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The Cremation Process explained


Organising a funeral

According to recent research, 77% of funerals in the UK are cremations. Despite cremations being more popular than burials, most of the process happens behind the scenes, leaving many questions unanswered. When making a big decision about the choice of funeral for your loved one, it can help to understand more about what happens during a cremation.

What happens when my loved one arrives at the crematorium?

This depends on the type of service you have chosen. A service may take place at your place of worship, at the crematorium itself or at another designated venue. Whichever choice you make, your loved one will be treated with the utmost respect and cared for at every step.

The coffin or casket will be brought into the crematorium by pallbearers, who will place it on a raised platform called a catafalque, ready for the committal. Different crematoria will manage the committal in different ways, usually by closing curtains around the coffin, or by lowering it out of sight.

What happens after the committal?

The coffin will be taken into a committal room where the identification plate will be checked and paperwork processed. The coffin will usually then be placed into the cremator. The cremation itself takes between 60-90 minutes, after which the ashes are allowed to cool and transferred to a cremulator to ensure that all of the ashes are of an equal size. The ashes are then transferred to an urn and stored, along with identification paperwork, ready for collection. The cremator is then thoroughly cleaned ready for the next cremation to take place.

Can the family observe the cremation?

Most crematoria will allow a family member or a couple of family members to witness the coffin being placed into the cremator. This is known as charging the coffin. Some crematoria are equipped with a viewing area, some have CCTV which allows families to watch from another location in the building and others will allow small groups to be present. If you wish to witness the charging of the coffin, please let your funeral director know.

Is more than one person cremated at the same time?

Each cremator is made to fit one coffin at a time. The only way that more than one person would be cremated at a time is if the crematorium has more than one cremator. Ashes cannot get mixed with those from other cremations.

The identity card accompanies the coffin and cremated remains throughout the process and is attached to the cremator while in use.

What happens to the coffin/casket during the cremation?

The coffin is cremated with the deceased. If you choose to place valuables in the coffin with your loved one, please be aware that these will also be placed into the cremator. Any metals present after cremation will be blackened and mixed with the ashes, before being removed using a magnet. We would therefore strongly recommend removing anything of sentimental value beforehand. Once the process has started, nothing can be retrieved from the coffin or casket.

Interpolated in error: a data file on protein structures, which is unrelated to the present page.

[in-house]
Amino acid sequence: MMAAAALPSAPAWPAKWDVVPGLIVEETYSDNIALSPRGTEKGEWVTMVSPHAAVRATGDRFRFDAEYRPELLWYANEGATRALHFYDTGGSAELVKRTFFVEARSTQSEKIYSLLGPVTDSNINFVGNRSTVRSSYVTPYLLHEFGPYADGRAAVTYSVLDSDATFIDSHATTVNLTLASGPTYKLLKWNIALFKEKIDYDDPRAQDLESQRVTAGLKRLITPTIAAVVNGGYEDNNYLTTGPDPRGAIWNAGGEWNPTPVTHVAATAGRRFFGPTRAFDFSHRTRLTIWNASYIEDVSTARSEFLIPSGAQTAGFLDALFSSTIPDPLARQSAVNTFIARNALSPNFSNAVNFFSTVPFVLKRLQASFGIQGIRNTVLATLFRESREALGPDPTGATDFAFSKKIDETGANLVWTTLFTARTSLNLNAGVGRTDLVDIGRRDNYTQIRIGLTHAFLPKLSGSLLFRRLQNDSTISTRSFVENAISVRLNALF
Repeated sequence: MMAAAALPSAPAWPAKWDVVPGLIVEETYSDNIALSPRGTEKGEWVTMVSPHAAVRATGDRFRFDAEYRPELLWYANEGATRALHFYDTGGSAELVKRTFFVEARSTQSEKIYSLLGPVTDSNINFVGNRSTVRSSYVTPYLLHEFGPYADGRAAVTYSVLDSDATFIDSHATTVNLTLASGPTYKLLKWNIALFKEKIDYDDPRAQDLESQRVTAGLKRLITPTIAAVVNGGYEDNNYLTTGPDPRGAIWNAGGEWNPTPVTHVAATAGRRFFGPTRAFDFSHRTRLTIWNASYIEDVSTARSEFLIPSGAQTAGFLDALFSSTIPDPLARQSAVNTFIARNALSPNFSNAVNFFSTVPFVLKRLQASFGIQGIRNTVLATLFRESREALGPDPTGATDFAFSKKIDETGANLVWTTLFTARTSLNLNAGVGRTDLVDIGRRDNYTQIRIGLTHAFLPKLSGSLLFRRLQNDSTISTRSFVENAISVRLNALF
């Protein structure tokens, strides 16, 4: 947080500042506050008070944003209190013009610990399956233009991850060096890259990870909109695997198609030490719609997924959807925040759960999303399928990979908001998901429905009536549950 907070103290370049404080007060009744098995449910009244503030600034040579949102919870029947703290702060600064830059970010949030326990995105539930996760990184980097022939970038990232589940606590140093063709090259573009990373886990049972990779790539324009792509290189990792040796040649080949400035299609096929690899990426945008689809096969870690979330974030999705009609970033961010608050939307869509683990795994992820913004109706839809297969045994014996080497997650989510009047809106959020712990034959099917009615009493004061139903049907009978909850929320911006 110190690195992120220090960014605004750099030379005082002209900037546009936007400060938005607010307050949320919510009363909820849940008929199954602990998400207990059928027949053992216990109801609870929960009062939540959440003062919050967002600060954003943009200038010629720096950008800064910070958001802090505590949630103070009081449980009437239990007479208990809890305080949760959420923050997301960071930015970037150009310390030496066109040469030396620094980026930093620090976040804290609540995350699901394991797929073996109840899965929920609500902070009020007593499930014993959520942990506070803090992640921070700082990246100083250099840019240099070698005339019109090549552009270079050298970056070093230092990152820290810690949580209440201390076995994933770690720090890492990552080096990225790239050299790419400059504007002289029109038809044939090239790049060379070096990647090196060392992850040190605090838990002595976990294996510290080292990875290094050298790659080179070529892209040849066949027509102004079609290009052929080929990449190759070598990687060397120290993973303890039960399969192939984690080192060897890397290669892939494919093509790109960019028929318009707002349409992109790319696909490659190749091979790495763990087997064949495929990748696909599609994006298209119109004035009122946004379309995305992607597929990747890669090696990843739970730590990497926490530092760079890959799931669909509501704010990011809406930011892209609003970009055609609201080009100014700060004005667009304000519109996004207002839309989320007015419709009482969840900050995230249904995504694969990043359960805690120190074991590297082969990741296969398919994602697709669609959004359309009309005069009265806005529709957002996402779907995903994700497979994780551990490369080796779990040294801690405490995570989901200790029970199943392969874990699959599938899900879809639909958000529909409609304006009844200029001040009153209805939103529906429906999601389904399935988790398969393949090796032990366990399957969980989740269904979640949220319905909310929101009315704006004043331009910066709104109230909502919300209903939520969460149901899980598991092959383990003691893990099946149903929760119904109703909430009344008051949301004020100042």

How long does the cremation take?

The cremation process itself usually takes between 60-90 minutes, depending on the size and type of coffin.

How long does it take to have the ashes returned?

Although it can take up to five days, ashes are usually ready for collection the next working day following the service. In some instances, ashes can be made available on the same day as the cremation. However, it is important to let your funeral director know if you have a specific timescale for having the ashes returned to you. It takes a minimum of 5 hours to prepare the ashes.

Who can collect the ashes?

Ashes can be collected and returned to you by your Funeral Director. However, if you prefer, this can be taken care of by the person detailed on the Application for Cremation. Anyone other than the Funeral Director would need to show photographic ID to the Crematorium before they will release the ashes.

How can I be sure that I have the right ashes?

Most of the cremation process happens behind the scenes. For this reason, it is understandable that people want reassurance that the ashes they receive belong to their loved one.

When the coffin or casket arrives at the crematorium, it will be accompanied by a nameplate and transfer paperwork. This transfer paperwork stays with your loved one from when we first take them into our care right through to when the burial takes place or the ashes are returned to the family. The stringent and regular checks ensure that we have correctly identified the deceased at all times.

How do I know that my loved one will be taken care of?

The Federation of British Cremation Authorities has a strict Code of Cremation Practice, which governs both practical and ethical standards. A copy can be downloaded from the Federation website

What paperwork is needed for a cremation to take place?

Your Funeral Director will notify you of any paperwork required to arrange a cremation. This will usually include the Medical Certificate from the GP (needed by the family to register the death) and the green certificate issued by the registrar. You will also need an application for cremation.


If you have any questions about the cremation process, or the process of organising a funeral, you can contact any of our funeral directors across the UK, 24 hours a day, 7 days a week.


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